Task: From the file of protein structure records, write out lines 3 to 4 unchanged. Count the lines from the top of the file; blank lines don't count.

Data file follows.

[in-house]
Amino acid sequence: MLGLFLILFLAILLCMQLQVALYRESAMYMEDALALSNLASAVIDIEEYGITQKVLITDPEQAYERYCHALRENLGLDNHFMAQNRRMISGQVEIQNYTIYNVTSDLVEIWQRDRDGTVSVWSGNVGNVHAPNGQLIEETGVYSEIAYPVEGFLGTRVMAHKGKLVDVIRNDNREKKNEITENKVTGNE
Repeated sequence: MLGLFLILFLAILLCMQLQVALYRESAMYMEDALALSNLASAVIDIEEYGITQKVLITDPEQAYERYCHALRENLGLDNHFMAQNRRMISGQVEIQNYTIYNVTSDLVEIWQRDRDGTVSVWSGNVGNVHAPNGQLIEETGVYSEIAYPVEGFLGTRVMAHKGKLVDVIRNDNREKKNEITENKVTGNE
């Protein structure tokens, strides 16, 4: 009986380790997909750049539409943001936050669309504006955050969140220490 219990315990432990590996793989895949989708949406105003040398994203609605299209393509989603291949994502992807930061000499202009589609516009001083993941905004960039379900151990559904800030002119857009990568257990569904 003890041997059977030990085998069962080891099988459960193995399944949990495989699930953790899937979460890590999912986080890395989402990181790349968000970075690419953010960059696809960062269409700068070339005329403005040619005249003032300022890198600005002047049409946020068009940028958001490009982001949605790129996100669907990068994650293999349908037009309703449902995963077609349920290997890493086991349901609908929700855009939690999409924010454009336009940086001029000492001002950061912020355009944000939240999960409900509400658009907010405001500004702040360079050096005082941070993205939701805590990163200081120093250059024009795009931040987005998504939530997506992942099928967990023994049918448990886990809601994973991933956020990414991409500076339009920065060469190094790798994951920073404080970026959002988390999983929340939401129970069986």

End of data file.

Repeated sequence: MLGLFLILFLAILLCMQLQVALYRESAMYMEDALALSNLASAVIDIEEYGITQKVLITDPEQAYERYCHALRENLGLDNHFMAQNRRMISGQVEIQNYTIYNVTSDLVEIWQRDRDGTVSVWSGNVGNVHAPNGQLIEETGVYSEIAYPVEGFLGTRVMAHKGKLVDVIRNDNREKKNEITENKVTGNE
């Protein structure tokens, strides 16, 4: 009986380790997909750049539409943001936050669309504006955050969140220490 219990315990432990590996793989895949989708949406105003040398994203609605299209393509989603291949994502992807930061000499202009589609516009001083993941905004960039379900151990559904800030002119857009990568257990569904 003890041997059977030990085998069962080891099988459960193995399944949990495989699930953790899937979460890590999912986080890395989402990181790349968000970075690419953010960059696809960062269409700068070339005329403005040619005249003032300022890198600005002047049409946020068009940028958001490009982001949605790129996100669907990068994650293999349908037009309703449902995963077609349920290997890493086991349901609908929700855009939690999409924010454009336009940086001029000492001002950061912020355009944000939240999960409900509400658009907010405001500004702040360079050096005082941070993205939701805590990163200081120093250059024009795009931040987005998504939530997506992942099928967990023994049918448990886990809601994973991933956020990414991409500076339009920065060469190094790798994951920073404080970026959002988390999983929340939401129970069986």